I hear that quite a lot actually: why did you decided to teach Business English and not General English? I am pretty adamant myself: when I say that I am teaching English, I always specify. So, why teaching Business English?
When I made a transition from being an executive in real estate to becoming an English teacher, I already had a clear idea in mind: I would teach EFL in a business school, in my home country, France. It all made sense after all: I graduated from a French business school myself, worked in the business world for a few years and I loved teaching English. But following my CELTA, I realized that despite my knowledge of the business world and my qualifications, it would not be enough to get hired in a French business school. My case was quite simple really: my CV was interesting, but my citizenship, my mother tongue, French, was not.
I went to teach EFL in business schools, but in the US; when I came back to France, I finally got hired in a business school in Lyon. There, I realized that I was the only non-native speaker EFL teacher. The situation changed since then, but non-native speakers are still outnumbered by natives.
Business schools in France, and in Europe in general, are not hiring non-native speakers, or sporadically. Despite the anti-discrimination legislation voted by the European Union, business schools are putting job ads asking for native speakers only, and do not even bother responding to non-natives. We can then ask ourselves: are business schools’ students destined to work only with native speakers of English? Of course not.
Actually, as Lowenberg (2012: 84) observes “among 80% of the worlds’ English users are non-native speakers of English”. In other words, there is a bigger chance for a non-native speaker to discuss in English with another non-native speaker: a fact which is not acknowledged at all by business schools, where the only English model provided come from native speakers, and rarely from a non-native. Most schools are actually proud to say that they have ONLY natives, who are teaching their mother tongue.
But does this native teacher know anything about business? One of my colleague was a former police officer in Glasgow, how is that relevant to business students? Indeed, he was a native speaker. But he was no teacher, he was a native. Students complained about him the entire year, and his contract was not renewed. The following year, a young London girl, with no teaching qualifications whatsoever, but who had worked at Primark for a year, arrived. She quit within four months. None of them knew enough of French to communicate with the students.
But the school was happy to have natives. It is clear, in this context that having a monolingual teacher cannot be the proper way, as the students are by definition multilingual, and are confronted to situations a monolingual cannot properly understand or anticipate. At the end, the learners’ specific needs of English are not meet, as they rely, sometimes heavily, on their mother tongue, French, which the teachers do not speak, or do not know enough, to use it efficiently in the classroom. At the end, nobody is satisfied.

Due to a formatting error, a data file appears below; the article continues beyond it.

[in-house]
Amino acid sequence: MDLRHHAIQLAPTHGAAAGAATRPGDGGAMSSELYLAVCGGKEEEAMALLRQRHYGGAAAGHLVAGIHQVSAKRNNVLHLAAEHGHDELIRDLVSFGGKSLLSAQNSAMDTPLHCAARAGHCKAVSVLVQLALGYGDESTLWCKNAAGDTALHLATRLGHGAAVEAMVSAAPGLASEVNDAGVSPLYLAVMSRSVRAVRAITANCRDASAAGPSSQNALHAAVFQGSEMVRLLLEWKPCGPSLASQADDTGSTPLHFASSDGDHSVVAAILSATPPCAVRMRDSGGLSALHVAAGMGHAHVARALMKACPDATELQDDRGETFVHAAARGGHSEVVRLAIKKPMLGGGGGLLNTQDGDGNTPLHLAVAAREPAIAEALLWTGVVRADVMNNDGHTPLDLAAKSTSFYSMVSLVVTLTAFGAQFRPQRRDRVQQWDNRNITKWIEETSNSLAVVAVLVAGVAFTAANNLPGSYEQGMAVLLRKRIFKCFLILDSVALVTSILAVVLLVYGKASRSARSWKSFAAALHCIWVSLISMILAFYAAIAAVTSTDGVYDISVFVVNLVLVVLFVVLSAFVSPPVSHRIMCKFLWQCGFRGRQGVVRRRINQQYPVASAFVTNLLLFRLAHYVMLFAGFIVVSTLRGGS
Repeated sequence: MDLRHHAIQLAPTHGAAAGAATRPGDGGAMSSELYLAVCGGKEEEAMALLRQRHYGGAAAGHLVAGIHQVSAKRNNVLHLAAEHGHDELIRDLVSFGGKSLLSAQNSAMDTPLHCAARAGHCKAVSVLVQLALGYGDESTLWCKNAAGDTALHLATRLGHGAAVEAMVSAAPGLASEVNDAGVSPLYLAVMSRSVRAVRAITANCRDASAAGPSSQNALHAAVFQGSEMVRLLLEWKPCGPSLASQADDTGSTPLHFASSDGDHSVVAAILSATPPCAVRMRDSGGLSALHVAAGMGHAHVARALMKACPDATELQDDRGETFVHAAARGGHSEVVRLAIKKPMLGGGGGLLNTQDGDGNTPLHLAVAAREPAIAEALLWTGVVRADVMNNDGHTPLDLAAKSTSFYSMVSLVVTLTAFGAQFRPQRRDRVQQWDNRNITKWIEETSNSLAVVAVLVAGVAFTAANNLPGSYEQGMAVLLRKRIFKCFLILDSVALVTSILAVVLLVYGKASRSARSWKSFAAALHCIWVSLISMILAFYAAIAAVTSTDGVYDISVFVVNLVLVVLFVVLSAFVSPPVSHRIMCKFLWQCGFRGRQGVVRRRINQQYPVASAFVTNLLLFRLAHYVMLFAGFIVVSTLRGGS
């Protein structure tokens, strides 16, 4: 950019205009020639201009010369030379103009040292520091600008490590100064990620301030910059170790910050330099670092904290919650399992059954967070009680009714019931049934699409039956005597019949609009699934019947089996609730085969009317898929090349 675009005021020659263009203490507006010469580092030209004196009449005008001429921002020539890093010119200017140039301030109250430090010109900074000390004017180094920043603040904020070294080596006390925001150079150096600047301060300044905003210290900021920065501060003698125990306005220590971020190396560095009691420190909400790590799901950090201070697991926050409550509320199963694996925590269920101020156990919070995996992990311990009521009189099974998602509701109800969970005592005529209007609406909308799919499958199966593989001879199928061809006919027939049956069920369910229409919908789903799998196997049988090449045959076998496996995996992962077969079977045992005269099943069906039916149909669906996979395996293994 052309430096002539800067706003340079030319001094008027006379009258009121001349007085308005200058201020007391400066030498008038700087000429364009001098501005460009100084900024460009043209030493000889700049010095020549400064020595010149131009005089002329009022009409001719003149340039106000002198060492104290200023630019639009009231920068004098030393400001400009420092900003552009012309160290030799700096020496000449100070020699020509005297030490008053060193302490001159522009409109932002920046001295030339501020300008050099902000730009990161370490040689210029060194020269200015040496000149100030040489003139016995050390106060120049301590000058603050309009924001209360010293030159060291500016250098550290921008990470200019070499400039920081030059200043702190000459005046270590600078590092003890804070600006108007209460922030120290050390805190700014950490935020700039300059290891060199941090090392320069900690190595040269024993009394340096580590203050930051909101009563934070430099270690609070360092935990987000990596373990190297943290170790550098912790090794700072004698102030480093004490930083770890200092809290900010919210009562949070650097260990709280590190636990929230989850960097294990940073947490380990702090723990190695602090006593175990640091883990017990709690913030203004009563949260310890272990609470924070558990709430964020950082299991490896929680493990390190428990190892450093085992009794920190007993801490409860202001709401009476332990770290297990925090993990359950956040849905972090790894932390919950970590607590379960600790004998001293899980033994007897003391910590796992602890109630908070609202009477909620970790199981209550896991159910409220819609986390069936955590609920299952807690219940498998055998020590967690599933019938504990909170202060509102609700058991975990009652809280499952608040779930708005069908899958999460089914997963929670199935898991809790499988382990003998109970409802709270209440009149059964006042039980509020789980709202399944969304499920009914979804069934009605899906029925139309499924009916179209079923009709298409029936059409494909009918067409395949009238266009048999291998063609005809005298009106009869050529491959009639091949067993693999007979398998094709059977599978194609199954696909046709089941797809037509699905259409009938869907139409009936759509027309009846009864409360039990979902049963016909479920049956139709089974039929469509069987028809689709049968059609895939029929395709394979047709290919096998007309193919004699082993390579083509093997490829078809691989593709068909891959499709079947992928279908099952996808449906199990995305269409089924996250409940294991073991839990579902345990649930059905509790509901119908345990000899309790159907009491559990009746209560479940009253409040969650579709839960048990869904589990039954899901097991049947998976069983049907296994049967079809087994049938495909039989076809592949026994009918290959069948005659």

It will be a mistake to say that the students wish to attain native-like competence, their main goal is to communicate effectively. McKay (2002: 40) even points out that “many learners of English do not want and may even reject a native-like target”. French learners first and foremost: the old rivalry between French and English is still around.
Still, being a non-native speaker is often synonym to bad accents, limited vocabulary, in overall, “bad English”, and this cliché remains alive in business schools. Numerous students there openly prefer to have native speakers because they consider that the foreign accents of non-native speakers teachers have somehow an impact on the quality of the language, despite the fact that the NNSTs have an extended knowledge of the language while the NSTs are relying on their instinct. I had a NS colleague who tried to explain the present perfect by saying ‘it’s like that, don’t think too much about it’ to students who had numerous questions about the tense and could not use it properly. My colleague ended up asking me, a NNS, to explain the present perfect, as by his own terms, he ‘never learned’ grammar, therefore, could not teach this specific tense.
Personally, I have been welcomed quite warmly by my students as a NNEST, as they tend to see me as a linguistic model, a language ‘success story’ and are less afraid to make mistakes. My career path, which they all know of, gives me a legitimacy to teach them and as Seidhofer (1999) notes “the greatest strength of a bilingual English teacher is to provide a model of good language learner is relevant to their own social and cultural experiences”.
Lowenberg, P. (2012) ‘Assessing proficiency in EIL’ in Matsuda, A. (ed.)
McKay, S. L. (2002) Teaching English as an International Language. Oxford: OUP
Seidhofer (1999) ‘Double standards: teacher education in the expanding circle’ World Englishes 18/2: 233-45